FAPE is an acronym for Free Appropriate Public Education.
Free Appropriate Public Education is not the definition of FAPE.
If you don’t know it already, it is time to learn the definition of FAPE.
In order to know if the school division and its teachers are providing FAPE, you need to know what it is.
Per 300.17 of IDEA, there are four components of FAPE:
Free appropriate public education or FAPE means special education and related services thatâ
(a) Are provided at public expense, under public supervision and direction, and without charge;
(b) Meet the standards of the SEA, including the requirements of this part;
(c) Include an appropriate preschool, elementary school, or secondary school education in the State involved; and
(d) Are provided in conformity with an individualized education program (IEP) that meets the requirements of Â§Â§300.320 through 300.324.
All or Nothing
FAPE isn’t a one out of four components situation or a one component and done situation.
There is no “or” after each component. Instead, there is an “and” just before the last one, which indicates that all four are required for the provision of FAPE.
If the special education and related services your student is receiving do not meet the standards of IDEA and those of your state education agency, she is not receiving FAPE.
If the student is not receiving an appropriate education, the student is not receiving FAPE.
If your student’s IEP is not implemented in full, your student is not receiving FAPE.
And yet . . . School divisions indicate otherwise.
A Teacher’s View of FAPE
During an October 2020 due process hearing, Fairfax County Public School (FCPS) teacher Sean McCormally was asked about FAPE. This partial transcript provides his statements and is an interesting view of a school attorney during a due process hearing, too.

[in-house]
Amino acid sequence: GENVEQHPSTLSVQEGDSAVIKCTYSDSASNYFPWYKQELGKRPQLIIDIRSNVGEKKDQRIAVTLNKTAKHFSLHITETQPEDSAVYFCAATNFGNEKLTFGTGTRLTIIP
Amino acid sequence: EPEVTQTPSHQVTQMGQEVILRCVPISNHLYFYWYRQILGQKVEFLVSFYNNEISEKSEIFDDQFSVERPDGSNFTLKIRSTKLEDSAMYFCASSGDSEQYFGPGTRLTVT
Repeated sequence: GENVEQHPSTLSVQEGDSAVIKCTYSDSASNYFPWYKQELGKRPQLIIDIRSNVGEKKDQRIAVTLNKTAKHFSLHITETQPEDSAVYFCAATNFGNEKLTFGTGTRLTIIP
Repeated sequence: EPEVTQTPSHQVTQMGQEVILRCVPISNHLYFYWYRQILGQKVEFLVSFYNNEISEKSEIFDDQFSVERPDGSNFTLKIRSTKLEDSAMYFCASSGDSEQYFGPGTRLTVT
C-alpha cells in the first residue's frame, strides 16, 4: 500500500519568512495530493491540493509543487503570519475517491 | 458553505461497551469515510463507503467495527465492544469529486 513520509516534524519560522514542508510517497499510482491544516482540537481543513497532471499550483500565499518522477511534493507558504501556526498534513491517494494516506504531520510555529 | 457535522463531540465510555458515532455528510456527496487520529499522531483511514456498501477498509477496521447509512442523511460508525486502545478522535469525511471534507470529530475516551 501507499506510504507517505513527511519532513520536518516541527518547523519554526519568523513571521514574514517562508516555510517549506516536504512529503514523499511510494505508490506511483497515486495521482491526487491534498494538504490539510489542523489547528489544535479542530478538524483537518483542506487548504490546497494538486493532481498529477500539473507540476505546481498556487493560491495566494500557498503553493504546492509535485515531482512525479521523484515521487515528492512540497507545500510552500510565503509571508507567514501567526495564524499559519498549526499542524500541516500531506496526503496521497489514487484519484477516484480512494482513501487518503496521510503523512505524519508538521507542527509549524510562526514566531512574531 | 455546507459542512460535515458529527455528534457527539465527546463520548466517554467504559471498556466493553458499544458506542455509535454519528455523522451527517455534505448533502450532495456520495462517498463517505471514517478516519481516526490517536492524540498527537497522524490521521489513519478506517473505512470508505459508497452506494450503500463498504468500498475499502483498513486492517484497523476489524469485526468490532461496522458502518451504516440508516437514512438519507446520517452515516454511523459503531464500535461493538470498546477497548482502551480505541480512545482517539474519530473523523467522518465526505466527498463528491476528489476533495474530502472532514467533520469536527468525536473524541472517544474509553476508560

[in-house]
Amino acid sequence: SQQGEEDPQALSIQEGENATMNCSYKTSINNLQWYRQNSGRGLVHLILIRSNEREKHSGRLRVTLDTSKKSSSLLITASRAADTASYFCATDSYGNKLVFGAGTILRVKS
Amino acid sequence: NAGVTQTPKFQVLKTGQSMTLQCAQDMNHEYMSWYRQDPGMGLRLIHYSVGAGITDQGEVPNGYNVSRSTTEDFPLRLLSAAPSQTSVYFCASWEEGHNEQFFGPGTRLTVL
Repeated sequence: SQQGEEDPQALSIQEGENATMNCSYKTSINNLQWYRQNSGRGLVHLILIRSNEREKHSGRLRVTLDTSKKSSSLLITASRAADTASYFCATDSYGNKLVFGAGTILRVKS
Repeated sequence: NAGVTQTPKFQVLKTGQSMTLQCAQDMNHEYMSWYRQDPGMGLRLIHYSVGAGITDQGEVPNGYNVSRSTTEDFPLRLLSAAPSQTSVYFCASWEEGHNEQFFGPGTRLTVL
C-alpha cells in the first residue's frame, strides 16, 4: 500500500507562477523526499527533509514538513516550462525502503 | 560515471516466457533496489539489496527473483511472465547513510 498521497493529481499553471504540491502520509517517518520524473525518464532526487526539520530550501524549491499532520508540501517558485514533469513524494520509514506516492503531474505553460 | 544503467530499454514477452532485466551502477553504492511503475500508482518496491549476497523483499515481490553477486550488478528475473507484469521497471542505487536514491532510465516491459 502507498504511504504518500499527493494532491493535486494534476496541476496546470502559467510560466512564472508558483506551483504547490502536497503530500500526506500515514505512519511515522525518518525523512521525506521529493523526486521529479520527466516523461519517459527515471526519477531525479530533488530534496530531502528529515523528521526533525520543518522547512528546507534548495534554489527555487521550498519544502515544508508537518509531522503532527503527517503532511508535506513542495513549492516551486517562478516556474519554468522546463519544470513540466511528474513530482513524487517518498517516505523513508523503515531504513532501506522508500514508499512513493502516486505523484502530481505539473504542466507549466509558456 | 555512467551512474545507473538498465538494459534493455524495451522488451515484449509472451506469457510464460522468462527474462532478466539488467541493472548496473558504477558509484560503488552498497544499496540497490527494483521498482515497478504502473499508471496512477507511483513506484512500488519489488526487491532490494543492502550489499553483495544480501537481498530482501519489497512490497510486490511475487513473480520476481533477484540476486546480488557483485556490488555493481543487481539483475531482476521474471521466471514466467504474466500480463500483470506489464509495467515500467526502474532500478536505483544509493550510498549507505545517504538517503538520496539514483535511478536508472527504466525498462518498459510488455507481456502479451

Sean McCormally was the IEP case manager and a special education teacher for the student who was the focus of this hearing. In the excerpt below, he is asked to define FAPE. What do you think? Does his explanation match IDEA’s?
Advocate Kandise Lucas: Can you explainâ You stated that [Student] had received FAPE. Correct?
Sean McCormally: I’m sorry. You broke up there for just a sec. Can you say it again? I’m sorry.
Advocate Kandise Lucas: You explained that as his case manager, you were confident that [Student] had received FAPE. Correct?
Sean McCormally: Yes. That is correct.
FCPS Counsel Wesley Allen: Objection, your Honor. I thought that was the same objection that Ms. Lucas raised on mine. That’s the ultimate determination for the hearing officer.
Advocate Kandise Lucas: No. No. That’s not correct. You were asking whether the IEP afforded him FAPE. I’m asking him, as the case manager, did he testify that he believed that the student received FAPE. And he already testified —
Hearing Officer Rhonda Mitchell: Objection overruled.
Advocate Kandise Lucas: Is that correct?
Sean McCormally: Yes. That is correct.
Advocate Kandise Lucas: Okay. Can you tell me — define what FAPE is in your opinion.
Sean McCormally: Free appropriate public education. It is to provide for a student an appropriate — and I’m trying to think of the exact definition that I was given when I was in graduate school for my masters in this class.
Advocate Kandise Lucas: Well, I don’t want you to go abstract on us. Can you tell us in general terms what the components of FAPE are that [Student] received? That you made sure he received in order to ensure he was receiving FAPE?
Sean McCormally: Okay. So the purpose of his IEP or any student’s IEP to make sure that he receives FAPE is to have available the tools that help him progress in a general education curriculum. Such as, if a student had a specific learning disability that prevented them from being able to integrate information in —